Sin is an offense against reason, truth, and right conscience; it is failure in genuine love for God and neighbor caused by a perverse attachment to certain goods. It wounds the nature of man and injures human solidarity. It has been defined as “an utterance, a deed, or a desire contrary to the eternal law.” Paragraph 1849

Sin usually means putting a lower good above a higher good – the order being God, Humans, Animals, Plants, Inanimate objects. When we put objects before people, people before God, animals before people, or things before animals, we act in a “disordered” way. In modern terms, our priorities are mixed up. When examining your life consider your priorities not merely as standard or non-standard, but as faithful to God or sinful.

The Church identifies seven capital sins, or those sins that encompass most of the sins or vices we commit. They include Pride, Avarice (Greed), Gluttony (Overindulgence), Envy, Wrath (Anger), Lust, and Sloth. Reading about each of these sins can be eye-opening. Every time I teach on this subject, I find more ways they apply to me and have to go to Confession. Self-knowledge however is the first step in the spiritual life. Jesus begins the beatitudes with “Blessed are the poor in spirit”, meaning those who recognize their poverty before God and need for Him. Then He says, “Blessed are those who mourn” meaning those who in seeing their sinful state grieve over their sins. This is followed up by the promise that one day they will rejoice (just as God prophesied through Baruch). The beatitudes continue to build from there to purity of heart wherein one may see God and finally a state of peace wherein one enjoys living as God’s child. Christ urges us to have the courage and humility to examine our consciences and our lives, to endure the unpleasant feelings so as to make it to the other side where we will have joy and peace.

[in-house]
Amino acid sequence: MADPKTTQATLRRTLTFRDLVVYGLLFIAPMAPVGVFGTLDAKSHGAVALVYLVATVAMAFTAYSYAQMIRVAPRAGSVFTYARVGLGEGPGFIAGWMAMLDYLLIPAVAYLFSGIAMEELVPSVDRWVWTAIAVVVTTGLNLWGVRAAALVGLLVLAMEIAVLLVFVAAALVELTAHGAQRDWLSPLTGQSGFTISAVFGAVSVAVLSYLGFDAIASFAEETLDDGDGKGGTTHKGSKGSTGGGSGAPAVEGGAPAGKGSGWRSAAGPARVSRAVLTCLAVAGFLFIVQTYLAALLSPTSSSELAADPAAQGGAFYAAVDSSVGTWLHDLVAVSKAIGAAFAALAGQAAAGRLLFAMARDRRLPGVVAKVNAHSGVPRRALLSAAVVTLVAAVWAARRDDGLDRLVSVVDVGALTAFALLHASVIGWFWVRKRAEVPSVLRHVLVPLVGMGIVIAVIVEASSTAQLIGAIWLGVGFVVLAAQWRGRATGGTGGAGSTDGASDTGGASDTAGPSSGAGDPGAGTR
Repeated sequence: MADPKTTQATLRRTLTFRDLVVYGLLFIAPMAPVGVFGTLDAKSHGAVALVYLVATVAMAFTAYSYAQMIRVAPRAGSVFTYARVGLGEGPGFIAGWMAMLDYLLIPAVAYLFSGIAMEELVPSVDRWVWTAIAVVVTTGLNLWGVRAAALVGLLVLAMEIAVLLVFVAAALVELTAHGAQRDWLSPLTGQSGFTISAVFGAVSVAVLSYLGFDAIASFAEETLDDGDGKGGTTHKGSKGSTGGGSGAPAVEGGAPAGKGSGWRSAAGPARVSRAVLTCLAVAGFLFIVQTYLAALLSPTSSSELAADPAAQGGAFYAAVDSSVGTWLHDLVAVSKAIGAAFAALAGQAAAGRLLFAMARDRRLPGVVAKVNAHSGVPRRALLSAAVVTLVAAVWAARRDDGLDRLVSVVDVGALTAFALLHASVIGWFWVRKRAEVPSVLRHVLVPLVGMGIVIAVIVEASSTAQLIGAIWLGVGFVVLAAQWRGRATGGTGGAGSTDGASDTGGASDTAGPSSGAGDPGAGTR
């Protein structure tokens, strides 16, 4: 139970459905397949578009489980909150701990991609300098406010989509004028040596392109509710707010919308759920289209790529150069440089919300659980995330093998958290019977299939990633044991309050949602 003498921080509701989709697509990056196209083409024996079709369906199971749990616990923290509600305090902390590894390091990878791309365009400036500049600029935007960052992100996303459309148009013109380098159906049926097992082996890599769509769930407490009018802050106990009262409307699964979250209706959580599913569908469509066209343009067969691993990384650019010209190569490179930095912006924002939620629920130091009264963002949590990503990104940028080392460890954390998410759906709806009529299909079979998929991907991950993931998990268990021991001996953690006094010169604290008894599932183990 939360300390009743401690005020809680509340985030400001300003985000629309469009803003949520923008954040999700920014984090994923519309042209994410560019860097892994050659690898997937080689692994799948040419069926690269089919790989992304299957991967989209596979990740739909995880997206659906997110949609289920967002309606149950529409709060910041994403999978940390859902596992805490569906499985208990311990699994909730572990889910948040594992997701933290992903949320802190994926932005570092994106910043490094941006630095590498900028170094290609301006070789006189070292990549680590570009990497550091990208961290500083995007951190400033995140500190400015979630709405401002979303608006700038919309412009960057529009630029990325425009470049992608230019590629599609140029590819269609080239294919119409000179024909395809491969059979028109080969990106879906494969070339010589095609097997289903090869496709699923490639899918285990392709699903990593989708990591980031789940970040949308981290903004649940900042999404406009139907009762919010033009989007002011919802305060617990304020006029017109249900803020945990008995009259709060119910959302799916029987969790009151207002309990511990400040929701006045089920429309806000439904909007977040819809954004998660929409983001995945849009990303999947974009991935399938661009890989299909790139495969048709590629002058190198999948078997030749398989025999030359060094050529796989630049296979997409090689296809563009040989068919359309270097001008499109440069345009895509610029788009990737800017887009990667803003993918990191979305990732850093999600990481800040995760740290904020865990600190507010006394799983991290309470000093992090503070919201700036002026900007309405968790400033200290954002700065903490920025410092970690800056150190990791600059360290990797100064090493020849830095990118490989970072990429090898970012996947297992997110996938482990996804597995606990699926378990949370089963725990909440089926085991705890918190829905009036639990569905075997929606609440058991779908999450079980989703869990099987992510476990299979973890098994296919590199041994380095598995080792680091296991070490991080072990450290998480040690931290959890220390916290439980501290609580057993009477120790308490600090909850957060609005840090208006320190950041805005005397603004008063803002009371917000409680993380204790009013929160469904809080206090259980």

Consider:

  • Reflect on Christ’s mercy and His mercy toward you in particular.
  • Read about and reflect on the seven capital sins. Here are some links to interesting reads about them:
  • Read and reflect on the Beatitudes. (Matthew 5:3-12)
    • Blessed are the poor in spirit: for theirs is the kingdom of heaven.
    • Blessed are the meek: for they shall possess the land.
    • Blessed are they who mourn: for they shall be comforted.
    • Blessed are they that hunger and thirst after justice: for they shall have their fill.
    • Blessed are the merciful: for they shall obtain mercy.
    • Blessed are the clean of heart: for they shall see God.
    • Blessed are the peacemakers: for they shall be called the children of God.
    • Blessed are they that suffer persecution for justice’ sake, for theirs is the kingdom of heaven.

Make a Resolution (Practical Application):

  • Actively try to overcome a sin through prayer and practicing the opposite virtue.
    • (for example, to oppose gluttony intentionally fast from something you like; or to oppose sloth, get up 30 minutes earlier than usual)
  • Reflect on one beatitude a day.
  • Extend mercy to someone in gratitude for Christ’s mercy toward you.

 

~ Written by Angela Lambert © 2015